The Philippines can neither denounce nor withdraw from its commitment to treaties and international agreements which prohibit it from carrying out executions and compel it to take needed measures to abolish death penalty, Sen. Leila M. de Lima said today.
This was the position expressed by De Lima during the first public hearing on Senate proposals reintroducing death penalty.
“Treaties and international agreements duly ratified have a limiting effect on our otherwise exercise of an act of sovereignty. That is a very fundamental principle,” she said.
The Philippines is a party to the International Covenant on Civil and Political Rights (ICCPR) which it signed and ratified on Dec. 19, 1966 and Oct. 23, 1986, respectively.
ICCPR compels the country, along with other signatory states, to respect and observe fundamental freedoms. Among these include freedom from arbitrary deprivation of life and freedom from cruel, inhumane, or degrading punishment.
“That is a binding and firm ratification, something that we cannot opt out and we have to live with that commitment. That is very clear,” she said.
The Philippines is also a party to the Second Optional Protocol on Sept. 20, 2006 and its Annex was ratified on Nov. 20, 2007. The Second Optional Protocol explicitly forbids the signatory states, including the Philippines, from conducting executions within their respective jurisdictions.
The former justice secretary explained that the ICCPR and its Second Optional Protocol form part of international law that binds the Philippines, and were ratified after the ratification of the 1987 Constitution.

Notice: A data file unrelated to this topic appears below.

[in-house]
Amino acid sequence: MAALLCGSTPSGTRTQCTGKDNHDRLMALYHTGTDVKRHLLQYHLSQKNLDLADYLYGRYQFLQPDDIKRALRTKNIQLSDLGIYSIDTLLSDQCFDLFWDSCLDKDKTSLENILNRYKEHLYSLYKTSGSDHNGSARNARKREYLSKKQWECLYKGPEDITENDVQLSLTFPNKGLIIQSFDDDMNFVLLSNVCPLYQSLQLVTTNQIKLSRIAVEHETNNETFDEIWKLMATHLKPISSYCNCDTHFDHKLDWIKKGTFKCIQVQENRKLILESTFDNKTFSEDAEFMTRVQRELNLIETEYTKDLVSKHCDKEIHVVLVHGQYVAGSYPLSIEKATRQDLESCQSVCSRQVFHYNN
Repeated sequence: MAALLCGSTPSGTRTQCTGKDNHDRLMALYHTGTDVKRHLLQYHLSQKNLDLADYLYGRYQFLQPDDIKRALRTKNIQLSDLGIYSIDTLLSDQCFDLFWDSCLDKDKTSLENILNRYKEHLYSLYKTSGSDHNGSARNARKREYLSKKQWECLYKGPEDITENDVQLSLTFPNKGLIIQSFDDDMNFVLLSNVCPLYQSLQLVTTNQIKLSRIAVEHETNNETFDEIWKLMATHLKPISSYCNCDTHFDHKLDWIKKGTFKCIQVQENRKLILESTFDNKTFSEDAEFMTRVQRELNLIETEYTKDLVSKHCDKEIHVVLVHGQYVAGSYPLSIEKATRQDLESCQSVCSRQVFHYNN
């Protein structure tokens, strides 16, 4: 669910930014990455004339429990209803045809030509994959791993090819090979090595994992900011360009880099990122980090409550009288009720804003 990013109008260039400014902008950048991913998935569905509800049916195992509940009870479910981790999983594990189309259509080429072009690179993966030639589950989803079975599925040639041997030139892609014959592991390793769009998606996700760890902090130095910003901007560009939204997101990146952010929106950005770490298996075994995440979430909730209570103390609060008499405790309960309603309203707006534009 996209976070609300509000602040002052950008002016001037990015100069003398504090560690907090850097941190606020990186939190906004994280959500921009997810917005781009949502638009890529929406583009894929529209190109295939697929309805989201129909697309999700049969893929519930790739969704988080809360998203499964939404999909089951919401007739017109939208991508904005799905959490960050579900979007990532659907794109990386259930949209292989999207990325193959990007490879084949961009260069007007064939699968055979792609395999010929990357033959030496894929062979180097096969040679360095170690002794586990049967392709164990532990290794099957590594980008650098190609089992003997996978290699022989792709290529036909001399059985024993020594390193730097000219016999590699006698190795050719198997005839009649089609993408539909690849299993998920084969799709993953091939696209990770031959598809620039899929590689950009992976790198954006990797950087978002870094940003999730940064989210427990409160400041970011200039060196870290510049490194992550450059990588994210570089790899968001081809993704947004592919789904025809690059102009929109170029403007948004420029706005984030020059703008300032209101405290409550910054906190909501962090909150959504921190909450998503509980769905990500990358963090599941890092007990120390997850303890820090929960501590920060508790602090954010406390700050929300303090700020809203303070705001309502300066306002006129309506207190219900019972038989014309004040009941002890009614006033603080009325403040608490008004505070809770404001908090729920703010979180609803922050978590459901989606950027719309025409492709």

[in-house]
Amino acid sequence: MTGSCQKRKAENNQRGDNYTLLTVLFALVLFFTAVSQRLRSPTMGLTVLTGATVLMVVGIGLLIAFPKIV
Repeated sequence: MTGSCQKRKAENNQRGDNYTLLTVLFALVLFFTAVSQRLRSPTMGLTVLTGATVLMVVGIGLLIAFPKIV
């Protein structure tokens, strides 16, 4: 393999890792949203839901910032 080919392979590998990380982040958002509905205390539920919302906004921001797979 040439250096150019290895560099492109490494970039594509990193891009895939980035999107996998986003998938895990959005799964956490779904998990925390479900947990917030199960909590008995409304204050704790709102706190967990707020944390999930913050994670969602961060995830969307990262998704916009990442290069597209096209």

“I take the firm position that since the Constitution was enacted ahead of our ratification of the Second Optional Protocol, the latter serves as a limitation or a hindrance to re-imposition of death penalty,” she said.
“The ratification of the Second Optional Protocol was done without any reservation. And both the ICCPR and the Second Optional Protocol do not contain a provision on withdrawal or denunciation or opting out,” she stressed.
Citing Article 56 of the Vienna Convention on the Law of Treaties to which the Philippines is also a party, De Lima also said the country cannot legally withdraw from either the ICCPR and the Second Protocol since “treaties which do not have provisions on withdrawal or denunciation cannot be denounced or be withdrawn from.”
“We should not waste time on deliberating on the propriety of the pending bills calling for the re-imposition of the death penalty. On legal, constitutional grounds, we do not have to debate on these arguments,” she said.
Apart from ICCPR and the Second Optional Protocol, the Philippines is also signatory to other human rights treaties, such as the Convention on the Rights of the Child and the International Convention on Social, Economic, and Cultural Rights.